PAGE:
Following the Arab defeat in the 1967 war, however, the prestige of the Arab political system suffered a near fatal blow, while what was then called the “peoples’ liberation war” gained credibility, led by the armed Palestinian movement, the Fedayeen. In Lebanon, the ascendancy of the Fedayeen led to resentment and a counter-reaction among the Christian community. As a result of the Muslims’ whole-hearted support of the Palestinian fighters, the failure of Lebanon’s leaders to prevent polarization, and Israel’s exploitation of the situation, the Lebanese Army fought the Fedayeen in 1973. This was a bleak precursor that destroyed the army’s reputation for impartiality, and within only two years—in 1975—disaster struck and the Lebanese War erupted.
During this war Fouad Chehab’s army disintegrated, splitting into different forces: the Sunni and Shi’ite-dominated Lebanese Arab Army, the Christian 8th Brigade, the Druze 11th Brigade, and the Israeli-supported South Lebanon Army with Saad Haddad, and later Antoine Lahad, as its nominal commanders.
This state of affairs continued until the war officially ended with the signing of the Taif Agreement, an accord which was, in fact, opposed by the most influential players in the Lebanese arena today.
These players are now preventing the election of a new president, and calling for military and intelligence cooperation with the Assad regime along the border with Syria. We should remember that it is these same players who helped erase the borders between Syria and Lebanon a couple of years ago, when they sent armed militiamen into Syria to fight against the anti-Assad rebels. Today, they are trying to use the Lebanese Army as a cover in their fight against the Syrian rebels—as well as extremist groups—who have crossed the now-defunct border and into Lebanon.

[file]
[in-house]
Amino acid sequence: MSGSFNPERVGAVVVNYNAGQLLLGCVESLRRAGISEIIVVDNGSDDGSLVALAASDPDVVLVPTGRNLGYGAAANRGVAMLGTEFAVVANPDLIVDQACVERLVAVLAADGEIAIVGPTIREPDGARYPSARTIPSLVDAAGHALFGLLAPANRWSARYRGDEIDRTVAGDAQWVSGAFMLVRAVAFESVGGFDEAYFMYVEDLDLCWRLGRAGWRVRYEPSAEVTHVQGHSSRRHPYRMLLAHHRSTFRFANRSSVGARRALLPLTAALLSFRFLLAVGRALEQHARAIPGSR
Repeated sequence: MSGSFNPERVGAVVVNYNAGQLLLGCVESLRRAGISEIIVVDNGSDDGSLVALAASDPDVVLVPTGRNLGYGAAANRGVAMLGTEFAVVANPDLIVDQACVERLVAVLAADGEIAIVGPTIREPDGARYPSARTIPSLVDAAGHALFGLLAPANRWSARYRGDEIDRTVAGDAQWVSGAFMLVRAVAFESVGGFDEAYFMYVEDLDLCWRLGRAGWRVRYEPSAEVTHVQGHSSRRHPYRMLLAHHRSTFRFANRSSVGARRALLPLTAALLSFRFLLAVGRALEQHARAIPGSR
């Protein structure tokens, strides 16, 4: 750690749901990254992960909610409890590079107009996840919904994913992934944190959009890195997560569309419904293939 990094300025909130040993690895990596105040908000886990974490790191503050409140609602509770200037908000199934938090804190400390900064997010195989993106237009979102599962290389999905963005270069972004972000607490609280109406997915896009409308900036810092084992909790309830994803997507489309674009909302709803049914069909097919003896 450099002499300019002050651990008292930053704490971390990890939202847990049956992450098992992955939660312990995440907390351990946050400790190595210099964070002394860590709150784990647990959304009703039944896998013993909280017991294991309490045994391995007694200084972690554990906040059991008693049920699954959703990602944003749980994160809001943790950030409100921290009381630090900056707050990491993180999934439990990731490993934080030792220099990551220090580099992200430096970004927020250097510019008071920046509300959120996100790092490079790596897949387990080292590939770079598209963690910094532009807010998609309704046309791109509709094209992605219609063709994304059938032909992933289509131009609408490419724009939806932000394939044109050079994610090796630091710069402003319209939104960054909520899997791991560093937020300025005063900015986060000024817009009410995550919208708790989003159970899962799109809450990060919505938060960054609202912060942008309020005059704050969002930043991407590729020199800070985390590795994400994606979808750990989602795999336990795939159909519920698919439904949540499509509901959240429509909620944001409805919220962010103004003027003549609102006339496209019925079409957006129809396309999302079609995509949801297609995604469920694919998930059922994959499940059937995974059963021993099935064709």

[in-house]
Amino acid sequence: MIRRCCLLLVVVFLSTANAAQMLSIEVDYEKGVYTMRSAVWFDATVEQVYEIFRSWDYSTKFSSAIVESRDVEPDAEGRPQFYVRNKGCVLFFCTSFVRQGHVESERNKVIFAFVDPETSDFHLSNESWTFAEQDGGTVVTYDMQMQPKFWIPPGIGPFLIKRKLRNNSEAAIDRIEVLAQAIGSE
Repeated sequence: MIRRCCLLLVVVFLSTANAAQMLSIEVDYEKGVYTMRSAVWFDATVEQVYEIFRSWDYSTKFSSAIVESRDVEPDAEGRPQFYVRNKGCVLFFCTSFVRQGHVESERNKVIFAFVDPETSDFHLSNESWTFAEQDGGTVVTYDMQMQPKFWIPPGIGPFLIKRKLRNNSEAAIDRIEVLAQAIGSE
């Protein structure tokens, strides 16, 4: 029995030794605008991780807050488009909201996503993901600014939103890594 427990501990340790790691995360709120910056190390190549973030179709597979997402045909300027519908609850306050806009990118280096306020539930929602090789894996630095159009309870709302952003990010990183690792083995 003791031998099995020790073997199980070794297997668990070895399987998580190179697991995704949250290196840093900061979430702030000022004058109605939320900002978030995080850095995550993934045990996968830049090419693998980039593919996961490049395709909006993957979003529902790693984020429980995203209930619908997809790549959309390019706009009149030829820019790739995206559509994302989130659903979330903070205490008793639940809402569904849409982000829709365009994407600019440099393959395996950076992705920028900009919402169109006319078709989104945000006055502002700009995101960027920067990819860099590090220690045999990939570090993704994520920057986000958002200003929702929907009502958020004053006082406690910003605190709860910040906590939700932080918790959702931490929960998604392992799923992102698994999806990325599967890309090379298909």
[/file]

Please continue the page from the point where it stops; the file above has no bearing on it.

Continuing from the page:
Such a situation should not have come as a surprise, given the exposure of the former Lebanese government’s policy of “distancing” the country from the Syrian conflict as a fallacy.
The Lebanese troops now held hostage by the extremist groups the international community is fighting are indeed the sons of all of Lebanon. They are innocent of any kind of political allegiance, and were not consulted before they were sent to the front-lines at Arsal.
On the other side, those who thought they could control the rules of military engagement in both Syria and Lebanon must be held responsible, more so since there were already some worrying signs. The killing of the Sunni cleric Sheikh Ahmad Abdul-Wahed weakened the great respect the Lebanese army had enjoyed in Akkar (in north Lebanon), and area nicknamed “the army’s human reservoir,” from which came the largest number of the army’s martyrs during the Nahr Al-Bared battle in 2007. This was followed last year in southern Lebanon where the movement of another Sunni cleric, Sheikh Ahmad Al-Assir, was destroyed, amid reports that fighters from Hezbollah fought alongside army regulars.
Now the army finds itself in a bloody, sectarian quagmire. This is a catastrophic scenario for the army built by Fouad Chehab, and upon examining the record of those who are now expressing their “love,” and are thus gambling with the army’s future, one should really worry.
Among those people is a man with a longstanding and burning ambition to be president, and who, years ago, left his troops defenseless and ran away to seek refuge in the French embassy in Beirut after a quixotic battle with Syrian troops, a battle that ended with Damascus re-imposing its influence over Lebanon.
Another is a faction that views the Lebanese army, as well as all state security bodies, as mere auxiliaries to a de facto “resistance” movement that receives its orders from overseas.
May God protect the Lebanese Army from its false friends, as it is more than capable of dealing with its enemies.